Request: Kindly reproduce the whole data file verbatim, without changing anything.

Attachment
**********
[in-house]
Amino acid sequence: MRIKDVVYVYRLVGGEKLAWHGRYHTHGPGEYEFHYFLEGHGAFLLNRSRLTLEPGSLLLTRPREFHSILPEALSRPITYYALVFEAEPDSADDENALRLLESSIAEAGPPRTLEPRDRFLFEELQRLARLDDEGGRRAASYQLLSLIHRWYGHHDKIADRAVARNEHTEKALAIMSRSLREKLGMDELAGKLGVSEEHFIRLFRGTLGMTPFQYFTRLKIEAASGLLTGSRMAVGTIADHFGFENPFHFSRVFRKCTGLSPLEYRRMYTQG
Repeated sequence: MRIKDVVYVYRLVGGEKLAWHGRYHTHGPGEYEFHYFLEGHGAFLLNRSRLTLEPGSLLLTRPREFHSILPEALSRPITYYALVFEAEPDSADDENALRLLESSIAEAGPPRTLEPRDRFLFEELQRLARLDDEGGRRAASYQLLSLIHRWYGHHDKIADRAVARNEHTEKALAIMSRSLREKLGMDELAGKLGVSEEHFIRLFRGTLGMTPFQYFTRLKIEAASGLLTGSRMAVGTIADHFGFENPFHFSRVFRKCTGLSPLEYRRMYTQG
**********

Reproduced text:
[in-house]
Amino acid sequence: MRIKDVVYVYRLVGGEKLAWHGRYHTHGPGEYEFHYFLEGHGAFLLNRSRLTLEPGSLLLTRPREFHSILPEALSRPITYYALVFEAEPDSADDENALRLLESSIAEAGPPRTLEPRDRFLFEELQRLARLDDEGGRRAASYQLLSLIHRWYGHHDKIADRAVARNEHTEKALAIMSRSLREKLGMDELAGKLGVSEEHFIRLFRGTLGMTPFQYFTRLKIEAASGLLTGSRMAVGTIADHFGFENPFHFSRVFRKCTGLSPLEYRRMYTQG
Repeated sequence: MRIKDVVYVYRLVGGEKLAWHGRYHTHGPGEYEFHYFLEGHGAFLLNRSRLTLEPGSLLLTRPREFHSILPEALSRPITYYALVFEAEPDSADDENALRLLESSIAEAGPPRTLEPRDRFLFEELQRLARLDDEGGRRAASYQLLSLIHRWYGHHDKIADRAVARNEHTEKALAIMSRSLREKLGMDELAGKLGVSEEHFIRLFRGTLGMTPFQYFTRLKIEAASGLLTGSRMAVGTIADHFGFENPFHFSRVFRKCTGLSPLEYRRMYTQG